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Practical Jack by James Dodds

Updated: May 4


Long ago, when magic was like applesauce—delightful, but nothing out of the ordinary—a farm boy named Jack eked out a meager existence on his hardscrabble farm. Rocks defied his attempts to plow and plant and the rains ignored him. Although Jack toiled from dawn to dusk to feed himself and his dear old mother, not a word of complaint left his lips. A practical person, Jack didn’t waste breath on complaining that could be better spent on laboring.


One cold morning, Jack awoke to find the cupboard was bare. He had no choice but to take their cow to market. There, mere steps from the butcher’s stall, with its promise of coins for food, Jack spied a curious sign: “Second-Hand Magic.” Against his better judgment, he sidled up to the booth. Five minutes of slick talking later, he found himself trading the cow for a fancy pair of boots. “Seven Yard Boots,” the vendor proudly proclaimed.


“Don’t you mean Seven League Boots?” asked Jack.


“No lad. These are second-hand. Seven yards is as far as they go. But think how practical that is! With Seven League Boots, you travel twenty-one miles with each step. Who knows where you’ll end up! But at twenty-one feet per step, these handy helpers make short work of rounding up strays, bringing in a crop, or chasing varmints. And if you act now, I’ll include this once-in-a-lifetime offer of Maerlin’s Magic Seeds. Plant just one to feed a family, two to feed everyone you know and three to feed a village.”


Jack rolled his eyes. Magic boots were commonplace. But magic seeds? I wasn’t born yesterday, he thought. “Sure, friend,” he said as he tucked the packet into his pouch.


The chickens’ anxious cackling announced Jack’s arrival. His mother looked up from sweeping the stoop to see a roiling cloud of dust barreling straight for the farmhouse. “A dust devil!” she gasped. Before she could shoo the hens to safety, Jack stood grinning in front of her.


“I’m home!”


His mother’s eyes narrowed as she took in his new boots. “You traded our cow for these... toys?” Jack’s face fell as she spun on her heel and stalked off.


“Not toys,” he said, following her. “Tools. For the farm.”


“Hah!” she snorted. “I thought you had more sense!”


Jack danced around in front of his mother, pulling the seed packet from his pouch. “But I got these seeds too,” he said, waving them under her nose.

“They’re...”


“Magic seeds?” she sneered. “Pah!” She slapped his hand away and stomped into the farmhouse. The packet tumbled through the air, spilling seeds to the ground. Jack scuffed at them with a boot heel.


“Probably not,” he muttered.


Supper that evening was a single turnip. As Jack ate, alone at the table, a cold rain began to fall.


Thick fog shrouded Jack’s farm as the sun rose. As he peered through the gloom, a light breeze stirred the mist, revealing monstrous shapes. Jack rubbed his eyes as he edged up to the closest one. A ray of sunshine broke through the murk, revealing a vast orange globe. “It’s a pumpkin,” he breathed. “The size of a haystack.”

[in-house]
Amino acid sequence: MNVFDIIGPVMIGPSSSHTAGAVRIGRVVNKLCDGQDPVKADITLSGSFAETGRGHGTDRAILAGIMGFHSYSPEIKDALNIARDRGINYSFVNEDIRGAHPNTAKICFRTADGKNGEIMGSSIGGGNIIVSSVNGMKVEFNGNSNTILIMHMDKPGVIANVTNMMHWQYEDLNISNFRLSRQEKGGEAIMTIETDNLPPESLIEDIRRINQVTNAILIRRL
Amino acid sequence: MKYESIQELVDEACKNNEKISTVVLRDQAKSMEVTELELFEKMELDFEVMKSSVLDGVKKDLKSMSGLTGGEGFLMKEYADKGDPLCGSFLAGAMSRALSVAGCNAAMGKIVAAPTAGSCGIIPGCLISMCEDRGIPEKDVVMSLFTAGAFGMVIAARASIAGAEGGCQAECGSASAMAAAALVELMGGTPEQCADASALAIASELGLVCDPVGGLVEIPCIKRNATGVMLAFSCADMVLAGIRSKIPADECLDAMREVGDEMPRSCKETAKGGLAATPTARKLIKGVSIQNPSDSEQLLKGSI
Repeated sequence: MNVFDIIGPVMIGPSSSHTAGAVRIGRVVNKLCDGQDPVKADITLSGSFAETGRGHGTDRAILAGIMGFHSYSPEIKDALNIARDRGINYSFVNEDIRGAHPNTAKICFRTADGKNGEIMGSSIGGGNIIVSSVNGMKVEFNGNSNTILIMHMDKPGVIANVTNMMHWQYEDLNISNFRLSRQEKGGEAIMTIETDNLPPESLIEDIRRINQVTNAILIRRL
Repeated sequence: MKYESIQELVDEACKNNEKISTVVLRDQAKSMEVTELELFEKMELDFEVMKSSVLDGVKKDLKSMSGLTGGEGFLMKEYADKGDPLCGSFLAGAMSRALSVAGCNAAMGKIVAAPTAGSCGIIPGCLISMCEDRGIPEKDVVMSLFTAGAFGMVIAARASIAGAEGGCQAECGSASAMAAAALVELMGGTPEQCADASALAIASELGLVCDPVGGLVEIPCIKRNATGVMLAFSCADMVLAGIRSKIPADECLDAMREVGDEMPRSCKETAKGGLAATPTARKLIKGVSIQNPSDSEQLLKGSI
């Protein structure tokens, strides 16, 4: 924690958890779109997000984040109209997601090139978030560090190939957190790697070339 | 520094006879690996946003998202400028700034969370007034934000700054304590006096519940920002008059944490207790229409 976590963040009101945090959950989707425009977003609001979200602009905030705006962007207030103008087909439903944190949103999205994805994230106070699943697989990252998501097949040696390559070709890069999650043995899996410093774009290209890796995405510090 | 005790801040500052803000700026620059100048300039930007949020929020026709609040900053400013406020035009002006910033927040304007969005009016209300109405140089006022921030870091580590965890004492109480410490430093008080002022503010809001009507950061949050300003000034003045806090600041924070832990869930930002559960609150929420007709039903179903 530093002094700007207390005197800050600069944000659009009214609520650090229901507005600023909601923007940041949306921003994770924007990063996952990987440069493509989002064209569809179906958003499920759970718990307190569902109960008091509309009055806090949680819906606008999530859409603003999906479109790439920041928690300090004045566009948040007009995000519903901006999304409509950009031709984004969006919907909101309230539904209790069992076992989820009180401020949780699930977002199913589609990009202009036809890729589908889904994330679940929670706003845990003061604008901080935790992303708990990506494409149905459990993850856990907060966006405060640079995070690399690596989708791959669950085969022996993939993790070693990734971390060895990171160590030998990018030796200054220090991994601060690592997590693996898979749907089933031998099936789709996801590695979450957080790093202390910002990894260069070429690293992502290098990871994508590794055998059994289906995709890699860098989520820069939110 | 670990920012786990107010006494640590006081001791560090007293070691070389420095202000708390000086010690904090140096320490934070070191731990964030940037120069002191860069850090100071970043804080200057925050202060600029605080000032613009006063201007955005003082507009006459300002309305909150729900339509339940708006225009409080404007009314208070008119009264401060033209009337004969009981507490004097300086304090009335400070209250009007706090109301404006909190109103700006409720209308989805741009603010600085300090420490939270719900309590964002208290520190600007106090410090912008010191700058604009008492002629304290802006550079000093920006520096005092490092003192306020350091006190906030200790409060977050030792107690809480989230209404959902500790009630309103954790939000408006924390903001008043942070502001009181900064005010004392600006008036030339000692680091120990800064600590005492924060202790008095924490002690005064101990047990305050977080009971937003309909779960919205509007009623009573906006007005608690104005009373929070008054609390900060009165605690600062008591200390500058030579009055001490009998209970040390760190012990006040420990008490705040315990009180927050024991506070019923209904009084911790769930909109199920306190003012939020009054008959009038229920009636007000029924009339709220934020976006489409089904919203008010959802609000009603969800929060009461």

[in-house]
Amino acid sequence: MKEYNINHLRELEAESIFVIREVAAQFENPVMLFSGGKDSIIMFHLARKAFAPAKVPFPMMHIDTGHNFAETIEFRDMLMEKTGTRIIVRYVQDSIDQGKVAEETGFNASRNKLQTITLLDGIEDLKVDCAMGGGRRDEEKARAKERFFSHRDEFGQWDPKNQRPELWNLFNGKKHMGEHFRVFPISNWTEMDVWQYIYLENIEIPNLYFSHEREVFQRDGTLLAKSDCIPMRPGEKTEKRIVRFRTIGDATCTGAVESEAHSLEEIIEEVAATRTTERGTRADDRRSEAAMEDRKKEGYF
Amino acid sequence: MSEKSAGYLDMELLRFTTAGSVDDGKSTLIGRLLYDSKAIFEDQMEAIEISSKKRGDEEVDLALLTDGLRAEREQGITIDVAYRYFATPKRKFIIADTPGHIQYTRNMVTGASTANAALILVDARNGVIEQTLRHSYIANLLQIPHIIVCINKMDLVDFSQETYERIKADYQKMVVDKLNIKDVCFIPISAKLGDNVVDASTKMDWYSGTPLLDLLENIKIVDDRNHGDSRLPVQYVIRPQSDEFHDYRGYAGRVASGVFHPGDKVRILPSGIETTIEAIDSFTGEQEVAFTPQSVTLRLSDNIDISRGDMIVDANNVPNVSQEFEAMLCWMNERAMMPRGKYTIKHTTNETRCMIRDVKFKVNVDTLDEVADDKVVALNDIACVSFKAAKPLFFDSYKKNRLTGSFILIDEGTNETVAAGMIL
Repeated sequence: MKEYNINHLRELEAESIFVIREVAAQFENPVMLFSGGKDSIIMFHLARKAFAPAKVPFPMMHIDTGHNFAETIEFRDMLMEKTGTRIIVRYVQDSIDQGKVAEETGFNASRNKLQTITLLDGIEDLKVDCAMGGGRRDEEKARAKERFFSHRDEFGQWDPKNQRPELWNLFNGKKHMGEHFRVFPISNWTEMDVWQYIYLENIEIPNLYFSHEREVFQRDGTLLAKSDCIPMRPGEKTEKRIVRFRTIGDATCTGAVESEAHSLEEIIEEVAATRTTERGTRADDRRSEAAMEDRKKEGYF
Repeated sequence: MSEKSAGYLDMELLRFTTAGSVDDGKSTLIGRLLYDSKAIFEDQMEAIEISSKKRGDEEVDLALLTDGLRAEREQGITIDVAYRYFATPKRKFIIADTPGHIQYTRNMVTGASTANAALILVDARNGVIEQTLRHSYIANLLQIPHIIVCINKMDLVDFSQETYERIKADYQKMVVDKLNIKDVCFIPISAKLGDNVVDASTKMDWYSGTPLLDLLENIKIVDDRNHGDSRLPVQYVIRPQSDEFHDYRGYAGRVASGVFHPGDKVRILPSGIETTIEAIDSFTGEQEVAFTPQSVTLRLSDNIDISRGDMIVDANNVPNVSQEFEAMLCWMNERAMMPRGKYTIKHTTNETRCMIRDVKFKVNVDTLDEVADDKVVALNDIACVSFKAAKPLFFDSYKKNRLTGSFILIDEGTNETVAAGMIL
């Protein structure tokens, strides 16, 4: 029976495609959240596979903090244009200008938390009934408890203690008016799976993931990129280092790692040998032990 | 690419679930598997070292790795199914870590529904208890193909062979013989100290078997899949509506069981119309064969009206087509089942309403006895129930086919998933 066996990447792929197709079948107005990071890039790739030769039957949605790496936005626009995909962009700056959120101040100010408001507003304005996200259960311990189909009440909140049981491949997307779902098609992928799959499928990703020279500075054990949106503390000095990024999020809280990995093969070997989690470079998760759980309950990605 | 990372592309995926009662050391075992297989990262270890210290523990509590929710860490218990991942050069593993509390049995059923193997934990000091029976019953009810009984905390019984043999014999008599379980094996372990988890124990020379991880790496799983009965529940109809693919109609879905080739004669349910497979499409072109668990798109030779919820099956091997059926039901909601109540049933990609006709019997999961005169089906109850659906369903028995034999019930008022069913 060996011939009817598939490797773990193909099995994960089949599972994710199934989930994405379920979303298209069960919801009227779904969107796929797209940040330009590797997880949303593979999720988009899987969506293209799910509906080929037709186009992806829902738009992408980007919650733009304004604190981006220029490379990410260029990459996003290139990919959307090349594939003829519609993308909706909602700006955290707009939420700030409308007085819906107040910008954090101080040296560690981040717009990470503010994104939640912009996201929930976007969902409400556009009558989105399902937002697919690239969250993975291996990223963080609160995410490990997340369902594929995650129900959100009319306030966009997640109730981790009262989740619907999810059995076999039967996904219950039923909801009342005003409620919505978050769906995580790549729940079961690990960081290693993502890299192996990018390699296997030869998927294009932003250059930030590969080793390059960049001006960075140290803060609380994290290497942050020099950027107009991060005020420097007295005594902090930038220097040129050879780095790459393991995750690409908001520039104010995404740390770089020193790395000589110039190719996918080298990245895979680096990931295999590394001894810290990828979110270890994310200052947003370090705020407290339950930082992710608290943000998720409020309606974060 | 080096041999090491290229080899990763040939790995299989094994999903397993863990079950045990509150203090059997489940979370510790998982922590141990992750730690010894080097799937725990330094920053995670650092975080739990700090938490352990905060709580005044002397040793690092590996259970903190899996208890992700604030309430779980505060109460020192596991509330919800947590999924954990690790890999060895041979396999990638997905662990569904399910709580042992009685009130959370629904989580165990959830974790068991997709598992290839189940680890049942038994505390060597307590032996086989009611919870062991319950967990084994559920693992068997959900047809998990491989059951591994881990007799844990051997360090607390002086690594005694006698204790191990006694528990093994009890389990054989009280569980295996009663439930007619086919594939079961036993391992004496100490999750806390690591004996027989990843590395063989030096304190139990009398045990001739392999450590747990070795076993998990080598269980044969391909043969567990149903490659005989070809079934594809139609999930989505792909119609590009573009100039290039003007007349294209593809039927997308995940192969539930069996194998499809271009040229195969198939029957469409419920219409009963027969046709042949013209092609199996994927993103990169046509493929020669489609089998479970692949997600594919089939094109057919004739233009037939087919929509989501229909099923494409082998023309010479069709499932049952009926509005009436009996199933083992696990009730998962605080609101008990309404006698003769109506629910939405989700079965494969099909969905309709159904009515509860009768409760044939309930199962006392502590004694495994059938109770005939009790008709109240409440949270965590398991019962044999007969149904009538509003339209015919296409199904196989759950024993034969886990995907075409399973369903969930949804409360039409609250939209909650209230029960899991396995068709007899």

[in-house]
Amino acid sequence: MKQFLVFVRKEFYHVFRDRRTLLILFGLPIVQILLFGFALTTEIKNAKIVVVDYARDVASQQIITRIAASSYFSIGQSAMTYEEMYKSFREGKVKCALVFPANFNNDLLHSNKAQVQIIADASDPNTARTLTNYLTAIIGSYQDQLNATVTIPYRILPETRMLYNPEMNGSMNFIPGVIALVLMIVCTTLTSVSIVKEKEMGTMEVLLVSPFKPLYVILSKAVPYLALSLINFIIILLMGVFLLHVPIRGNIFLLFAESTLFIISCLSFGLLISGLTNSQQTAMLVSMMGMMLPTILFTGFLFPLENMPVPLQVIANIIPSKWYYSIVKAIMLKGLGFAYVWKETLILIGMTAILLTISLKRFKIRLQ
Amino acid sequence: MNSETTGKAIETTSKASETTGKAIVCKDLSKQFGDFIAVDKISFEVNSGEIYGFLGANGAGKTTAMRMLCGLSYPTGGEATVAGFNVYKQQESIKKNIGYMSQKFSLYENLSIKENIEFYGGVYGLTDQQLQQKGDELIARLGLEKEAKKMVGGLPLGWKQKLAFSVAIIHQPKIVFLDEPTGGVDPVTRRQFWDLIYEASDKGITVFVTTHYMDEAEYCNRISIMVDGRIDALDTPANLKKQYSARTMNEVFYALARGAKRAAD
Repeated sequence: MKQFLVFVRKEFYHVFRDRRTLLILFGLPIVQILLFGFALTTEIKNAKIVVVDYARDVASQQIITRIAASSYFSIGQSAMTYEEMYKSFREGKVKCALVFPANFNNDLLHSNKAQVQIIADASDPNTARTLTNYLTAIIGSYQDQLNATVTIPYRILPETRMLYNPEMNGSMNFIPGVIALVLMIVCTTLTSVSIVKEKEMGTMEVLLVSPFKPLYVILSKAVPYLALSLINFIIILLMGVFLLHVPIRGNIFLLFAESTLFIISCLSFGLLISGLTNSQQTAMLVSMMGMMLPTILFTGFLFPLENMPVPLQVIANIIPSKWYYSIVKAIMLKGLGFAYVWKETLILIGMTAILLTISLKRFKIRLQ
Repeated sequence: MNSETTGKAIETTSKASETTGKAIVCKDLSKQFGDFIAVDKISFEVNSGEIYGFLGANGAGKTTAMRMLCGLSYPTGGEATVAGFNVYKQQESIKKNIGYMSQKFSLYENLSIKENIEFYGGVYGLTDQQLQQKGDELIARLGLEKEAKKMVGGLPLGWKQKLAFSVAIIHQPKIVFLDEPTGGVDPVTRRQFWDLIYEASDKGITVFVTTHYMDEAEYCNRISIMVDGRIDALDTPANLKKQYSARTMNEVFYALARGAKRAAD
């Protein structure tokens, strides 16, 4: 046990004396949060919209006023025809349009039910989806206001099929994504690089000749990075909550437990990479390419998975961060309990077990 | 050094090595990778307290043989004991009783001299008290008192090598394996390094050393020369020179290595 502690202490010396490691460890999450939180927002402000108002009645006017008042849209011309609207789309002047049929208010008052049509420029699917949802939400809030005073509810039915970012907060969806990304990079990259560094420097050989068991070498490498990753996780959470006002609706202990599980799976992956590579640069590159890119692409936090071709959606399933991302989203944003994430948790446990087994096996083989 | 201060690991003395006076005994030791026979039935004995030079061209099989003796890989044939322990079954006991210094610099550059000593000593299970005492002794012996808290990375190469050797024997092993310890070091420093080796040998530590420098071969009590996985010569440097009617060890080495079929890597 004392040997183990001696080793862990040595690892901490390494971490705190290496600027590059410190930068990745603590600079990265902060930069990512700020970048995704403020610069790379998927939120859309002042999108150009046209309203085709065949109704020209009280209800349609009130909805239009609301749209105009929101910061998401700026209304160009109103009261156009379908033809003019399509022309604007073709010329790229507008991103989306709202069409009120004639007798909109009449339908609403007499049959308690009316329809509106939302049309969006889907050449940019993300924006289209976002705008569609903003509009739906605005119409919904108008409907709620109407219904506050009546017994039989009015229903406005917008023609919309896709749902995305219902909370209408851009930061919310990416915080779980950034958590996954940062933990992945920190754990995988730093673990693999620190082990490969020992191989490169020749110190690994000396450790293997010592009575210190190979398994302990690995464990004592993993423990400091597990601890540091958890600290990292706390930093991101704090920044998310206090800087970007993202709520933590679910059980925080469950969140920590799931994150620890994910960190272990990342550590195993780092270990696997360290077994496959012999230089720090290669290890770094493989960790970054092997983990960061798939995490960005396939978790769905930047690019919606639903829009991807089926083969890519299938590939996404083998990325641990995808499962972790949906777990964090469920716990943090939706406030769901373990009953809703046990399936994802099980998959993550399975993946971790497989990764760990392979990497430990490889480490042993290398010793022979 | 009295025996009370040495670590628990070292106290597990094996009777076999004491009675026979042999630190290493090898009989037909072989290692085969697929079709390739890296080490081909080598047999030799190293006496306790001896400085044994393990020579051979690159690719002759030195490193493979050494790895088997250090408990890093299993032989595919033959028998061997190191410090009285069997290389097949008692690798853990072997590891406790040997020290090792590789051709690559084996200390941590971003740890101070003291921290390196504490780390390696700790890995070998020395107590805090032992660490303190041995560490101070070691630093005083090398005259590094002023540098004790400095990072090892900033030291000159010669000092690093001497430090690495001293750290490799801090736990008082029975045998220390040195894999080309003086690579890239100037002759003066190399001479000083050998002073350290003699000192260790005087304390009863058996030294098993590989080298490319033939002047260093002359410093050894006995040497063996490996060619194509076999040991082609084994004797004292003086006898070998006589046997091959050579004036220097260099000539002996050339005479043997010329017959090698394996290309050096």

As the fog lifted with the rising sun, the truth in the magic vendor’s words shone forth. Gigantic pumpkins crowded corn stalks towering forty feet high. Lettuce heads ten feet across fought celery stalks with trunks like oaks for growing room. But the most magnificent vegetable of all was the beanstalk, rising so high Jack couldn’t see the top. As he craned his neck upwards, the stalk quivered. “Something up there is tugging at it,” he said. “I intend to find out what.”


Without further thought, Jack began to climb. The leaves and tendrils made for an easy ascent and the farm below soon dwindled from sight. Jack stopped to rest. Looking up, he saw the beanstalk vanish into a layer of clouds. As he pondered this, a low buzzing reached his ears. On the tendril just above his head crouched a bee the size of Jack’s fist. On her head sat a small golden crown. The bee regarded Jack, then raised a foreleg in greeting.

Jack tipped his cap. “You are the queen bee?” She nodded. “Well met, your highness. You had to investigate this green monster too, didn’t you?”


The queen quivered her wings, buzzing out, “Yes,” then “Danger.” She lay flat on the tendril, her abdomen heaving as she gasped for breath.


“I’m pretty winded too,” said Jack. “But we’re almost there. Won’t you ride in my pouch the rest of the way?” He held out his hand. With a happy buzz, the bee crawled onto his palm. Jack tucked her in a secure corner of his bag and resumed climbing.


Curiosity drove Jack upwards. Soon he entered a mist, thick, cold and clammy. His world shrunk to his hands, his feet and their purchase on the now-slippery beanstalk. Jack slowed. It wouldn’t do to fall now, he thought. I don’t have enough breath to scream all the way down. Eventually, a glowing area appeared overhead. Jack climbed into the light and found himself in a wondrous new land.


Solid ground stretched away in all directions. Everything looked the same as below, except ten times larger. Flowers as high as Jack’s head, trees that towered into the sky. And half a league away, looming like a fortress that held a thousand men, a castle, with a stout oaken door fifty feet tall.


 “No man my size lives in that castle.” His heart pounding, Jack leapt to the ground and tiptoed toward the castle.


He was nearly there when the door flew open and out burst a two-headed giant. The monster was on him in three steps. One head was terrifying—a rough beard and lank, greasy locks falling over wild, bulging eyes. The other was clean-shaven with cropped hair. That one smiled at Jack. “Well, little man,” he began, when he was interrupted.


“FEE! FI! FO!” bellowed the greasy one and then he paused, brows furrowed. “Uh, FEE, FI, FO… FO.…” He looked to his other head with a hopeful expression. “Fee, Fi, Fo?” he asked.